The first president, George Washington (1789-1797), apparently loved to have a warm chocolate cream with his breakfast according to an NPR report.  At this time from Central to North America and across Europe chocolate was primarily a drink. Primarily because we know that the Central American peoples also consumed it in other ways but still primarily as a drink.

Among the various artifacts from President number two, John Adams, at his home in Peacefield, is a chocolate pot.  Yes, just as you'd have different pots and even cups for coffee or tea, so too did people have different sets for chocolate.

The 3rd President, Thomas Jefferson, served two terms (1801-1809).  In 1785, he wrote a letter to John Adams (quoted on a multitude of historical and non-historical sites) that included this sentence about chocolate: "The superiority of chocolate, both for health and nourishment, will soon give it the same preference over tea and coffee in America which is has in Spain."  Why would he make such a comparison?

Among the items listed for Abraham Lincoln's second Inaugural Dinner in 1965 listed chocolate on the menu as a drink, an ice cream flavor, one of the ornamental pyramids, and probably also in the "cakes & tarts" section as an ingredient of one or more of those listed.

Happy Presidents' Day and if you know of any more presidents connected to chocolate, let me know and we'll look it up for inclusion on a future date about another moment in history.

Saturday, February 18, 2012

Chocolate Spoons #1

Have you heard of chocolate spoons, Sisters and Brothers? They are also called chocolate coffee spoons or simply coffee spoons followed by a flavor since primarily they are marketed as a way to add some chocolate to a cup of coffee.  Since your Chocolate Priestess is not a coffee drinker I had never heard of these before I received two different sets of chocolate spoons (from two companies and two different brands) to do a featured review of for all of you.  Our first set comes via whose ad you can see in the right hand column.  Remember using the ads helps support us here on The Chocolate Cult allowing us to bring more great products and events to your attention.

The spoons are another product from Slitti whose chocolate we've looked at before, just in the past month I believe.  The box is rather elegant I think though the label is a bit busy but then you know exactly what you are getting from it.  The spoons are larger than what the label shows; a rarity because I am often disappointed by the size of the chocolates compared to the images we see on the boxes or websites or catalogues.

The 1.76oz box has six spoons in all as you can see here to the left.  These are dark chocolate fondente, 60% cacao, and covered with bitter cocoa powder of 24-26% cacao.  It also has sugar, cocoa butter, and vanilla -- no dairy, no soy, these are naturally vegan and allergen free unless you are allergic to our Sacred Substance but then I'm not sure why you'd be reading this post.  There are two other varieties of these spoons -- vanilla and hazelnut.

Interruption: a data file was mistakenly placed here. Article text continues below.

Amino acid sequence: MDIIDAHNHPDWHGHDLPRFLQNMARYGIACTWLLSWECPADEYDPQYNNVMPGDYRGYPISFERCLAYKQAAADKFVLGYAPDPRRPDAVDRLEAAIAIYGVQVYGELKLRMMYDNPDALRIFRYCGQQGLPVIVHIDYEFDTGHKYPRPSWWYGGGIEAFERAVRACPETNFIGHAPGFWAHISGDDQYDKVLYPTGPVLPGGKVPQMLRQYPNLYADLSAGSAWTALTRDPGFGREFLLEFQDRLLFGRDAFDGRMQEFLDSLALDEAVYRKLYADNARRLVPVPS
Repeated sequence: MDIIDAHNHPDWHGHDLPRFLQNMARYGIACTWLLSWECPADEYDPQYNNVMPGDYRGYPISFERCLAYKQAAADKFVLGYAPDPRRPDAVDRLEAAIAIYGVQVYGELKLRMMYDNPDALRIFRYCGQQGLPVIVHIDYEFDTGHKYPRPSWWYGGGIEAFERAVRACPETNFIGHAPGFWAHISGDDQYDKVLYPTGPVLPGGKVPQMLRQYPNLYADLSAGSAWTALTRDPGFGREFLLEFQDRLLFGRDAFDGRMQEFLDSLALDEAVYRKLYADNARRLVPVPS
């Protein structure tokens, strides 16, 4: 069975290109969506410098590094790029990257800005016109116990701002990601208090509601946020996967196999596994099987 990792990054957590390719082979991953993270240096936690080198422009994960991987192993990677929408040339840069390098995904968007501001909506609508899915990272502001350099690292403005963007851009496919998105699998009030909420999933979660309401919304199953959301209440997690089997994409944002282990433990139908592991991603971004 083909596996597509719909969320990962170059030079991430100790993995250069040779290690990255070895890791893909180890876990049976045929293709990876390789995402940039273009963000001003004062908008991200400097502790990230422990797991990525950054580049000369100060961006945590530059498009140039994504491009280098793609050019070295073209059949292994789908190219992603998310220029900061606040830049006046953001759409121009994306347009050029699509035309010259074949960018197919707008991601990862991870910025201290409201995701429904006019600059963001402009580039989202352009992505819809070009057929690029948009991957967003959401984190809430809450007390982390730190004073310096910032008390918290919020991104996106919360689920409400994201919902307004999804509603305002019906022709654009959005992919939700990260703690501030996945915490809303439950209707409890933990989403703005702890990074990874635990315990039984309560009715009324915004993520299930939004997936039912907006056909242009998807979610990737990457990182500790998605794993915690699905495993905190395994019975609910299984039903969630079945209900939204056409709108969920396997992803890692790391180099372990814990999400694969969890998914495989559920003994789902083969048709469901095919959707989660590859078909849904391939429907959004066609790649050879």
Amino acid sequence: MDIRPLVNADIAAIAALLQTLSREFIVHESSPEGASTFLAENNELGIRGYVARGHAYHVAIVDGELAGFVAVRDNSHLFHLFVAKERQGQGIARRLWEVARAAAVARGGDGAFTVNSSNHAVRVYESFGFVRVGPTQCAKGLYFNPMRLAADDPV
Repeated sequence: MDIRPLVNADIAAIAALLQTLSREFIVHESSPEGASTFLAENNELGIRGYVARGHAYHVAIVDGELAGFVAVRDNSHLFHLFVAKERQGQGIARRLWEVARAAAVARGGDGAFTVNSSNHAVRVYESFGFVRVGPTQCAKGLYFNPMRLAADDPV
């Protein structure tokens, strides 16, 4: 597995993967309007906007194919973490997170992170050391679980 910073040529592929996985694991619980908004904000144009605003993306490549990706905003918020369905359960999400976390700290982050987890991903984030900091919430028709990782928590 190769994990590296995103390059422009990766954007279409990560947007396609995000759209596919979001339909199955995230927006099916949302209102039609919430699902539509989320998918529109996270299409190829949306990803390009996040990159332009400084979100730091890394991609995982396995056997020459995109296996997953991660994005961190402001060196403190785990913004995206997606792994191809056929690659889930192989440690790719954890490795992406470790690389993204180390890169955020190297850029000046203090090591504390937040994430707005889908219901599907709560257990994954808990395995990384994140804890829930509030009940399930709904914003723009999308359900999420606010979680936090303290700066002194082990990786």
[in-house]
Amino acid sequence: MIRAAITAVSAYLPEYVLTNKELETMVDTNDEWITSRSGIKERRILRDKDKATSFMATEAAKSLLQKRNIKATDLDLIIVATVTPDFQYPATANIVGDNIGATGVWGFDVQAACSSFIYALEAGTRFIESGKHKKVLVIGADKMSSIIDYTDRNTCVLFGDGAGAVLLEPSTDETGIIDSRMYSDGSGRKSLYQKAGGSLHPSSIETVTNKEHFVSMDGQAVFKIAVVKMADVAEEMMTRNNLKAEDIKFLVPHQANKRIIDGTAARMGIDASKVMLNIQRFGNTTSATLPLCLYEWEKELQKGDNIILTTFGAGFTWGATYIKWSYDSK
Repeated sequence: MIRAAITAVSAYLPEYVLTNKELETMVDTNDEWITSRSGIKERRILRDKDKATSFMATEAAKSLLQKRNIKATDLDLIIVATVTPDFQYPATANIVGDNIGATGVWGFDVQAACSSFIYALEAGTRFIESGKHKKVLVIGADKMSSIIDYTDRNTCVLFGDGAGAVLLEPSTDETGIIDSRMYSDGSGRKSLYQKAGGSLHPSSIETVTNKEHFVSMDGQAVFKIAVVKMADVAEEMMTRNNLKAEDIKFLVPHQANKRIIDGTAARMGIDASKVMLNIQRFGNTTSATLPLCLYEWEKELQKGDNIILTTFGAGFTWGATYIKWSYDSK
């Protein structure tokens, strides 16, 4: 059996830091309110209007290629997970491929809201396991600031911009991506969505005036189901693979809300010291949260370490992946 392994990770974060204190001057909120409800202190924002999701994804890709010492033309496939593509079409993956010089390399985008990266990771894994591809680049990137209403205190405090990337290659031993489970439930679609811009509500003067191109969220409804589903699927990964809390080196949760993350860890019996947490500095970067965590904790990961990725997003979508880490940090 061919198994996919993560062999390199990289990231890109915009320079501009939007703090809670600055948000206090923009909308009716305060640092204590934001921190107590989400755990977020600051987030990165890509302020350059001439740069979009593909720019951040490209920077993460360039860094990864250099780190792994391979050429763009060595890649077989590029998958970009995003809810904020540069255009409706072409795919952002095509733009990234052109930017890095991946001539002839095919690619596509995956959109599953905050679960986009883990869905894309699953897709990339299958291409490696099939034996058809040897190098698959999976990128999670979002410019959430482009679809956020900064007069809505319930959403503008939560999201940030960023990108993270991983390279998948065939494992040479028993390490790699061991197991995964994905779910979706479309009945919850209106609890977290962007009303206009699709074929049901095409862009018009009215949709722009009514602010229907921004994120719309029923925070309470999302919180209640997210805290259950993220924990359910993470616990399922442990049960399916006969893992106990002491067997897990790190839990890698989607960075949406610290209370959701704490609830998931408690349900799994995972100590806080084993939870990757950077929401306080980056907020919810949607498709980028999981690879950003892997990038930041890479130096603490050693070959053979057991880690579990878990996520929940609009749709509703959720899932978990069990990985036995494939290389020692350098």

I tested these with five other people -- sharing chocolate = moderation of what we eat + a purpose -- and everyone liked them a lot.  All agreed that the cocoa dusting got on our fingers.  The spoons also have a bit of heft to them.  These are 4.5 inches long and 0.25 inches thick at their narrowest point (the spoon head) and 0.5 inches thick at the end of the handle.

Not as large as your average spoon you might use to stir coffee or hot chocolate with but if you wait until those are cool enough to drink you can do a bit of stirring with them.  The point is that they will melt and as they do they crank up the chocolate level of whatever you are drinking.  The group tried it with several varieties but I used the French Vanilla hot chocolate because it has a very strong vanilla flavor and a weak chocolate one so I could gauge how the spoon changes the flavor.  Advice: As you stir the spoon will break apart at some point from the motion and the heat.  Use another spoon to continue stirring -- no not another chocolate one a regular spoon -- to make sure it all gets melted and blended into your hot drink.  I noticed that once melted it darkened the color of my French Vanilla cocoa considerably.  It also increased the cocoa scent a good deal because it really didn't have much of a chocolaty fragrance before.  Taking a sip turned into taking a bit swallow because now the chocolate was on an even keel with the vanilla.  Those who had more chocolaty flavors to begin with told me that it made it darker and even creamier which surprised given that there is no dairy or soy.  All six of us to tried these really enjoyed using them and thought the flavor was excellent.  This Slitti chocolate spoons are a worthy Sacrament to enjoy on a chilly morning or cold evening.